Guest Post: I am an indie author, and proud of it

A BiblioSanctum Guest Post by Ramsey Isler

I am an indie author, and proud of it.

I’ve been in the independent publishing game for a few years now, and I’ve watched the industry grow more respectable. In the past, when I’d meet people and tell them that I self-published, they just assumed my book was crap. Now, some of those same people assume I’m pulling in Amanda Hocking money.  But we indie scribes still have a bit of stigma attached to what we do; we’re still trying to garner as much street cred as indie musicians or film makers, but we’re making great strides.

Many people ask me why I decided to go this route. To answer that question, let me take you back to 2011 when I’d just finished my first novel, The Remortal. I did what most eager authors do; I pitched it to literary agents and editors. I sent off my carefully crafted queries and manuscripts, and waited. Days turned into weeks, then weeks turned into months. Then the rejections started filtering in.

It was disheartening at first, even though I had prepared myself for the inevitable flood of terse-but-polite “No thanks” messages. Then, something interesting happened. The rejections changed to more personal, customized messages. People were actually enjoying the book, but deciding that it “wasn’t right for the market right now”. The theme was no longer “No thanks”. It had changed to, “This is good but I don’t know if I can sell it.”  This continued for weeks, and then on one fateful day a New York editor sent me an email saying he really liked my book and felt it could potentially be a commercial hit if I just did two things: change my main character from a young man to a young woman, and introduce a love triangle.

I refused, of course. I had no interest in changing my work so dramatically, and I have a great personal distaste for the love triangle trend in young adult fiction these days. I was dejected once again. This respected editor and former agent liked my work, but he still wanted to tweak it to fit “the market”. It took me a few days to get over it, but then I realized something — he did actually really like the book. He had said it could potentially be a hit. The problem wasn’t the words I’d written, it was the “market” I was trying to break into.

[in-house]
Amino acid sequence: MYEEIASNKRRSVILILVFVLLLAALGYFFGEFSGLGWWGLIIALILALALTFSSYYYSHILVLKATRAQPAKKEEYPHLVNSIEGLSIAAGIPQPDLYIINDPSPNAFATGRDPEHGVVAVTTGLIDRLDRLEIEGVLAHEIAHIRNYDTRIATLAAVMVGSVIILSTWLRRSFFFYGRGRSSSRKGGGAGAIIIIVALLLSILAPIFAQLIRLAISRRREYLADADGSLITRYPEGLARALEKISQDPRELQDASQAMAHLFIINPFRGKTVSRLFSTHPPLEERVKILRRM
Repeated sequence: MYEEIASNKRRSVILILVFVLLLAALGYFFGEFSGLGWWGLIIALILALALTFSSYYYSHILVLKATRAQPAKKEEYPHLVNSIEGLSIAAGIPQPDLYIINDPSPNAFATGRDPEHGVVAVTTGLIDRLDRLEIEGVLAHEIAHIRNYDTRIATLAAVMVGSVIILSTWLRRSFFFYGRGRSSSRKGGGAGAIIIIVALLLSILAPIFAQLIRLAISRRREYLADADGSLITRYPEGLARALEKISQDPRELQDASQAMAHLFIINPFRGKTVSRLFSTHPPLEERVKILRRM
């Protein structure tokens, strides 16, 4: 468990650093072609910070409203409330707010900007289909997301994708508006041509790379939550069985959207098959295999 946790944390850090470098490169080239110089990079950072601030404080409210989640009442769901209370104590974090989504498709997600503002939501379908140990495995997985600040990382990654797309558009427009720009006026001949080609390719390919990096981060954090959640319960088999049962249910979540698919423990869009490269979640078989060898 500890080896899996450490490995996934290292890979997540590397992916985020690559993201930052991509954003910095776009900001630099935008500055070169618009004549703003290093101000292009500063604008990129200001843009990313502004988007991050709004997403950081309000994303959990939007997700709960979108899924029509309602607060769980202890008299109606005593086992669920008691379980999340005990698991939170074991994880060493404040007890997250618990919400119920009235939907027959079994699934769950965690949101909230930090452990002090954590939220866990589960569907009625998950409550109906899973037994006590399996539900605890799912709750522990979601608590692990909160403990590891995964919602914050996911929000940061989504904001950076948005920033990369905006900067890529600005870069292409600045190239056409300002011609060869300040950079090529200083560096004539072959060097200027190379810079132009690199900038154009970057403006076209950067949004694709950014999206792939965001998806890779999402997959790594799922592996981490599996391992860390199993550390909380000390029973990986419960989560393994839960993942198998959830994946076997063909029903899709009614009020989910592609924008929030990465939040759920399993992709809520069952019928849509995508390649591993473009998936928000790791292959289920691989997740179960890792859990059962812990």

So I decided to find my own market. I would go indie. Buck the trends. Self-publish.

How is it going so far? It’s the hardest, most educational, most depressing, most fulfilling thing I’ve done. There are days when I do wonder if there are better things I could be doing with my time. It’s an immense amount of work, and when the writing is finished that’s when the real effort begins. The process of marketing the work is the tough part. Creating something is only half the battle. The other half is finding people who care about it.

But that process of finding your audience, tough as it is, is also extremely rewarding. There’s something remarkable about reaching out to an ordinary reader, asking them to take a gamble on your book, and they come back and say they loved it. It’s personal, it’s powerful, and it’s priceless. And as an indie, you have to do it over and over and over, gaining a fanbase one reader at a time. Each sale is a tiny personal victory, and it’s made even sweeter by the fact that you do it all on your own. And many big artists started out this way; Jay-Z started off by selling CDs out of his car, one listener at a time.

Will I publish traditionally? Maybe one day, if “the market” ever wills it. But in the meantime I’m having a great time doing it my way, and being free to tell the stories I want to tell, how I want to tell them.

Ramsey Isler is an author, software developer, and designer who lives in Los Angeles. Isler writes urban fantasy that blends elements of science fiction and suspense. His stories feature young protagonists that are often unsure of themselves, but they find the strength to persevere when faced with extreme circumstances. Ramsey does not write traditional “evil” villains or black-and-white morality tales; he instead opts for antagonists and anti-heroes who have viewpoints and ideals that pose difficult moral challenges for the protagonists, and the worlds they inhabit.

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